kiersreviews’s review published on Letterboxd:
The Devil All The Time is a film that you'd watch once, appreciate and move on from. Whilst the cast list is terrific, their share of screen time is good awful. This film is made up of several stories that result in one big culmination even though the timeline is shifted around a lot. Quite a few people I know found Birds Of Prey a little hard to follow and understand as Harley jumps all over the place with her chronology. I find that a credible point but this movie was messy chronologically that the proper story didn't become noticeable until way past the end of the first act. This was a particular and vital factor in why this lost a lot of points in my final score. Inconsistency is a key reason as to why the chronology was way off-point given that there would always be time cards when jumping back in time but once it came to about three or four time jumps, it became annoying but also incredibly confusing because the audience had no clue whether a new story arc was going to begin or whether an already existing arc would continue.
The credibility for the quality of The Devil All The Time lies in its cast and while it was nice to see such a long list of such A-list actors and actresses, the balance became a worrying thought. I was hoping for a Knives Out style of sharing out screen time or even the separation of time like in The Ballad Of Buster Scruggs. None of those particular styles were adopted. The film ended up revolving around Tom Holland, Eliza Scanlen and Robert Pattinson's characters with every other high ranking name being spread thinly across the 140 minute runtime. I have to say that since I saw Tenet and the new trailer for The Batman while also having his performance in Good Time in the back of my mind, I couldn't help but be astounded at how much Pattinson stood out amongst everybody else, including Holland. His character had such drive and surprising negatives to himself that he became such an enticing person to watch. It was truly spectacular to see.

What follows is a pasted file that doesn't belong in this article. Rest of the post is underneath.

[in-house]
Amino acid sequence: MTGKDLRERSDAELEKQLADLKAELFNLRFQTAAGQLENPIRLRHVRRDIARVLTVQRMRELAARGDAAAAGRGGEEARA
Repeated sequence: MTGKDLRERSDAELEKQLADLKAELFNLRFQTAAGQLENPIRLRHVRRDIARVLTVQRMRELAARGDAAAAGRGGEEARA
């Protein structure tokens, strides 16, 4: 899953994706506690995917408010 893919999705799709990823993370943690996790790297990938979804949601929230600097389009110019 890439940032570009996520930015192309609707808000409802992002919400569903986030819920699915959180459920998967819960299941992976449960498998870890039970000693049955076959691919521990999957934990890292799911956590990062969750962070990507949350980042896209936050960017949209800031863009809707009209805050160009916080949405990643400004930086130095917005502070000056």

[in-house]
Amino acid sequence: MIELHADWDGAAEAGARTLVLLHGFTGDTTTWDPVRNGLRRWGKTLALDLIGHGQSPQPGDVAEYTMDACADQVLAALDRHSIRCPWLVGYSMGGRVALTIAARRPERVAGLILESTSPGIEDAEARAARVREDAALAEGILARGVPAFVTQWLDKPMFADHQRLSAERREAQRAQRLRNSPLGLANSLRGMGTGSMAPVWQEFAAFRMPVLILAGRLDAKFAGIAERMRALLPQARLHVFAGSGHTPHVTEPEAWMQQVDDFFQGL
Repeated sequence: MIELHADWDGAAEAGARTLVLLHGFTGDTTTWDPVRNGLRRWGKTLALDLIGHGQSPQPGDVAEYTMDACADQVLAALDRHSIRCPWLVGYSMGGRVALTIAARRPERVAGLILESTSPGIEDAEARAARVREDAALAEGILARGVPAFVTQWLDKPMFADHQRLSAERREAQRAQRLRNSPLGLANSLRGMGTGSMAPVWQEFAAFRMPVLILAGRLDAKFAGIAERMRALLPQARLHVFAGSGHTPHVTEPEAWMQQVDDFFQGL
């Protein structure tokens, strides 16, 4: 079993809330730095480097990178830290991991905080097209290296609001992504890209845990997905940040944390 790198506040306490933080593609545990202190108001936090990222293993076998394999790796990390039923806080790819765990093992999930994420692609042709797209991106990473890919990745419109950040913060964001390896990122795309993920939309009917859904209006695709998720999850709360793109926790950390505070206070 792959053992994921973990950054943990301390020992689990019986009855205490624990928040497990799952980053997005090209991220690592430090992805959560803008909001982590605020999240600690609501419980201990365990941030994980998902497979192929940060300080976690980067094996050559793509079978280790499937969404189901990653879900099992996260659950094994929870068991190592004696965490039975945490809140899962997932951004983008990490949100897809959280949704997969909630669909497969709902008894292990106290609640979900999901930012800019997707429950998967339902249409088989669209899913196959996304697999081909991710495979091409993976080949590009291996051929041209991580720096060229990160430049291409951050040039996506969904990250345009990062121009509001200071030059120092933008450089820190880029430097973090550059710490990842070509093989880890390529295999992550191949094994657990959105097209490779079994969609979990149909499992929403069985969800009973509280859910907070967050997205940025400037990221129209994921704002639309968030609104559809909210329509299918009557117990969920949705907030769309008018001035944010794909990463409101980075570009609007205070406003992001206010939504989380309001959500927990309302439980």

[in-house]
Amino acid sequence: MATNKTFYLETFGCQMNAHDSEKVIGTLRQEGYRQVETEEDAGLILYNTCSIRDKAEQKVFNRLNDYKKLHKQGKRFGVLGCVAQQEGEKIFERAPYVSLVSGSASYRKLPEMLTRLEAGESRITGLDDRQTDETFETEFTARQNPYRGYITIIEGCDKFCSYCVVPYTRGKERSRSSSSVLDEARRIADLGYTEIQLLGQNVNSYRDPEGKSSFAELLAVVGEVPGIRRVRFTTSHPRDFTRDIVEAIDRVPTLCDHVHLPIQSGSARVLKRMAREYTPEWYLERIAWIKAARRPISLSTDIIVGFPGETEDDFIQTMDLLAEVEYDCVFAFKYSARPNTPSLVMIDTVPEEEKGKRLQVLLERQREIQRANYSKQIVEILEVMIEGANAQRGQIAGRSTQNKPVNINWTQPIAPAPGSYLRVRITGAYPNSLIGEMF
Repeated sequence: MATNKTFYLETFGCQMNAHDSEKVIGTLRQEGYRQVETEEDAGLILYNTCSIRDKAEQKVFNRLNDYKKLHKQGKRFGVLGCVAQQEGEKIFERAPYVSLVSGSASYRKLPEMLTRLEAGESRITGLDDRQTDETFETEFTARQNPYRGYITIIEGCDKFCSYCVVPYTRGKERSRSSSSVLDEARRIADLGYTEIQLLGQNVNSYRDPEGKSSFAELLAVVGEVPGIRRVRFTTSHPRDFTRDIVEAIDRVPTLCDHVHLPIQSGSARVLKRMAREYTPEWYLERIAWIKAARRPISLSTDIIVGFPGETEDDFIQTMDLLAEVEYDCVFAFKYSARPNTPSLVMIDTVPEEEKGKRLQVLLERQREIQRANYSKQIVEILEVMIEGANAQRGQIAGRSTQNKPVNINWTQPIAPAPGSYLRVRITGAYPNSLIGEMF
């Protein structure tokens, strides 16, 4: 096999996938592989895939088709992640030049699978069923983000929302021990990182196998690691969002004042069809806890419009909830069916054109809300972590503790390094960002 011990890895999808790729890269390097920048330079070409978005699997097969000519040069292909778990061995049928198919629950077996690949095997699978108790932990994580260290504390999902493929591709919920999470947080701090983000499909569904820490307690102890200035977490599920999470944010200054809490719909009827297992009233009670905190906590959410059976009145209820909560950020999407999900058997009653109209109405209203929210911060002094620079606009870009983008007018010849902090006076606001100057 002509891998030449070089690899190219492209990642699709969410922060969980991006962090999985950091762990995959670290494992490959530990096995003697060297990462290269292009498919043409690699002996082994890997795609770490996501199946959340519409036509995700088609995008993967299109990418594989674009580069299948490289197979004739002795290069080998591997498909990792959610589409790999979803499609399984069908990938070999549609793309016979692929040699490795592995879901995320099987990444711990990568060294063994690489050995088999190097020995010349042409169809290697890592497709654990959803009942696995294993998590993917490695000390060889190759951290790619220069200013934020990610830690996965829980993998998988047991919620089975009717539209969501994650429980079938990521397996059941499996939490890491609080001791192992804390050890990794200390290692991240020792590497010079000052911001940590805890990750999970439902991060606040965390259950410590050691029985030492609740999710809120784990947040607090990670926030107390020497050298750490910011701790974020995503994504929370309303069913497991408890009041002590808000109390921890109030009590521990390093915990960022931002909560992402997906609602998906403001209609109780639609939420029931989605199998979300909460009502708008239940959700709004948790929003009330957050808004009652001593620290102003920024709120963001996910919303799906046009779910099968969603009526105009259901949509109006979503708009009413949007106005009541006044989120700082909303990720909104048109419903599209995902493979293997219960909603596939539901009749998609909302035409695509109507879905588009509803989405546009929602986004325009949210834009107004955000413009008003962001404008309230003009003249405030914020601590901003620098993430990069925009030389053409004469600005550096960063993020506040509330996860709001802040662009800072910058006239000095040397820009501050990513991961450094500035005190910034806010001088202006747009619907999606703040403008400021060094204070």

Tom Holland was fine as the lead in this film as more of the content he was involved in separated himself from his iconic role as Spider-Man but there was still very much of a Spider-Man character within the role he was attempting to play. This also took away points from this movie, the same way the constant reminder of Bane while watching Tom Hardy in Venom took away magnificent points for that movie. It's not like it can't be done as Adam Sandler completely separated himself from his awful comedies when he was in Uncut Gems but it feels like Spider-Man has such a resonance (of course it does) within Tom that he didn't fully benefit what this movie called for him to do. This makes me quite nervous for Uncharted as I hope he develops as an actor and I'm looking forward to seeing his progression.
Overlong with too many characters and too many messy points of chronology, The Devil All The Time failed to please aside from its cast and its fair share of exciting and increasingly violent scenes. As Pattinson steals the show over Holland, the supporting cast felt very absent after the first act. Basically, I found this film to be incredibly messy but even though I enjoyed the movie, I'd probably never rewatch it.